Rough road ahead over transportation funding
For Mark O'Connell, executive director of the Wisconsin Counties Association, the debate over funding roads in the state is bewildering.
"If we want to position our state for future success, a strong infrastructure is necessary," he said
O'Connell was part of a four member panel who spoke on the topic last Thursday at the Monroe County Economic Development Conference at Three Bears Lodge in Warrens.
Also on the panel were Todd Berry, executive director of the Wisconsin Taxpayers Alliance, Craig Thompson of Transportation Development Association, and Bob Richards, senior government affairs director for the Wisconsin Farm Bureau.
Berry pointed out the problem is two-fold: an antiquated highway/transportation finance system and an antiquated transportation system that has reached the end of its life.
"And we've known about it for 20 to 30 years and we've only made it worse," he said, regarding the finance system.
Wisconsin gets its road funding mainly through two sources, a 39-cent gas tax and a $75 vehicle registration fee.
The gas tax is a flat tax per gallon of fuel, which is producing less and less revenue as the number of gallons of gas sold across the state is declining
With the state relying on borrowing to support transportation, nearly 20 cents of every dollar collected through the gas tax and registration fees goes toward debt service.
"It's not just about transportation anymore. Its rippling through other parts of the state budget," said Berry, noting its affecting everything from dorm construction to school aid. "It's tentacles are everywhere and we haven't come up with a solution."
Richards agreed. "Wisconsin relies more on its highway network to move goods and services for ag and manufacturing than any other state in the country besides Indiana," he said.
In Monroe County, the problem is more focused because one-fifth of its workforce is directly involved in agriculture, which has a $1 billion economic impact on the area, according to Richards.
Thompson pointed out that there is no natural growth in the gas tax since 2006 when the state repealed indexing, which allowed the gas tax to increase with inflation.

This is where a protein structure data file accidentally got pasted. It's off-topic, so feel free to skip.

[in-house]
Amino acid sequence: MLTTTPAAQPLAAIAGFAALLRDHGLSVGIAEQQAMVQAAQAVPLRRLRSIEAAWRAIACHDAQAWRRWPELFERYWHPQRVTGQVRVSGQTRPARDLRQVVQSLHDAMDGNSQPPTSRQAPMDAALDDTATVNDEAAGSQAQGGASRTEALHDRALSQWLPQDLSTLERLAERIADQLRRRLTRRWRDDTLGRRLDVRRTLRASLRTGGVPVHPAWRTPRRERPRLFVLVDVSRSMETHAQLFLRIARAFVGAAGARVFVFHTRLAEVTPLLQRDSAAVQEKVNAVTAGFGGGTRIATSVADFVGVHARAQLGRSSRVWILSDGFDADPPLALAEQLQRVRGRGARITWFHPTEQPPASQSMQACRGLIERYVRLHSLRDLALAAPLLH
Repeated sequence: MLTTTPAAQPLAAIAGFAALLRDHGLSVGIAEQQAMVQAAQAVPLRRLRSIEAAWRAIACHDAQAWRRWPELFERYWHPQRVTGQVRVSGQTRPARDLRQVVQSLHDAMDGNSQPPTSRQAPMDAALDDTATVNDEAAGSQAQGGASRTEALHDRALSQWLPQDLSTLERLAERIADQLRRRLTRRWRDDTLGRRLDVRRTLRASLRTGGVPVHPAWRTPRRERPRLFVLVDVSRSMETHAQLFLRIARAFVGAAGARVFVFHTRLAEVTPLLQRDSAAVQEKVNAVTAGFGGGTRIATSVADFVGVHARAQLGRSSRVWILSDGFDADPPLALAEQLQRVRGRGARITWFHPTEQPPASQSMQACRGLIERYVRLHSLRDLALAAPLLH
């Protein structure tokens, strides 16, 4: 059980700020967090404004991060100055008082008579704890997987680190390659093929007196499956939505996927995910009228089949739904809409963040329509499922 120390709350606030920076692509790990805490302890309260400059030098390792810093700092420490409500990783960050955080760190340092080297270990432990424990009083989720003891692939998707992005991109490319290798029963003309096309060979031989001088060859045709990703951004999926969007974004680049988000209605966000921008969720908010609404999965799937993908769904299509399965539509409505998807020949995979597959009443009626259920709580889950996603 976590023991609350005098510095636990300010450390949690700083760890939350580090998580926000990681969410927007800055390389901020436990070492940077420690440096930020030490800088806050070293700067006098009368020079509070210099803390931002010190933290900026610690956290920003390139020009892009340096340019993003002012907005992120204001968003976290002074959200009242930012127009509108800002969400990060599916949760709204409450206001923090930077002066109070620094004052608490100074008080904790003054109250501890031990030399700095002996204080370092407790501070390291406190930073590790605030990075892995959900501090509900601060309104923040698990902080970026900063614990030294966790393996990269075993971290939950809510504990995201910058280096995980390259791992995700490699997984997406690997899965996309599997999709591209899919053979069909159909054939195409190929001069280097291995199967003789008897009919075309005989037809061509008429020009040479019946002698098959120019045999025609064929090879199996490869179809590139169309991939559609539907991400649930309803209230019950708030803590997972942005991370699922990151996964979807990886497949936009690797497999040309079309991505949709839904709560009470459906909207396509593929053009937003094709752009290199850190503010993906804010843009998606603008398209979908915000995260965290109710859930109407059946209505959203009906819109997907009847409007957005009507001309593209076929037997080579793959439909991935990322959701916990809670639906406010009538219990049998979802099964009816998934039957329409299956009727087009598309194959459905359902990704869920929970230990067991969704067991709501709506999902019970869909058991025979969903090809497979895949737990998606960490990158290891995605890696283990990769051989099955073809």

Had indexing not been repealed, the gas tax would be up 8 cents today, generating an additional $250 million this year. Cumulatively, since 2006, it would have brought in $1 billion.
"Raising the gas tax a nickel would cost an average driver $28 a year more and raising it a dime would cost $56 a year more," said Thompson.
While Wisconsin has the highest gas tax among it's neighbors, its registration fee is by far the lowest. Iowa's gas tax is 32 cents, Minnesota's is 28 cents and Michigan's is 31 cents, but they pay on average 60% more in user fees than Wisconsin and; their roads are in much better shape, according to Thompson.
Berry pointed out that a gas tax is like a toll because out-of -state drivers also pay the tax, whereas only in-state drivers are impacted by the registration fee.
All four panelists said the solution to the funding problem is likely going to be a combination of gas tax and registration fee increases. Berry said Governor Scott Walker could be held to a statement he made about increasing transportation fees if there were a corresponding reduction in other taxes.
In Walker's proposed budget there are $300 million a year in tax cuts over the next biennium, so Berry thinks the legislature could make an issue over it.
In the meantime, Wisconsin’s roads are among the worst in the nation. According to the International Roughness Index, a standardized system that rates roads as good, fair or poor, Wisconsin's roads are the third worst in the U.S.
In the Midwest, Indiana and Ohio are rated 75% good condition, Michigan is 66% good condition and Iowa is 55% good condition. Wisconsin is 32% good condition. The national average is 64% good condition.
To make matters worse, Wisconsin's bridges are 17th in the country for being structurally deficient, including one in Buffalo County just north of Arcadia that collapsed last week.
On the local level, most town and county roads are built to last 30 years if properly maintained. However, a survey of the state's 72 county highway commissioners conducted by the Counties Highway Association, revealed that with current available funding, their replacement schedules on average are 200 years.
O'Connell says that puts the state behind the eight ball.
"A successful state means a very successful robust private sector," he said, noting that infrastructure is a main component of that. "With transportation we have some catching up to do and some investment."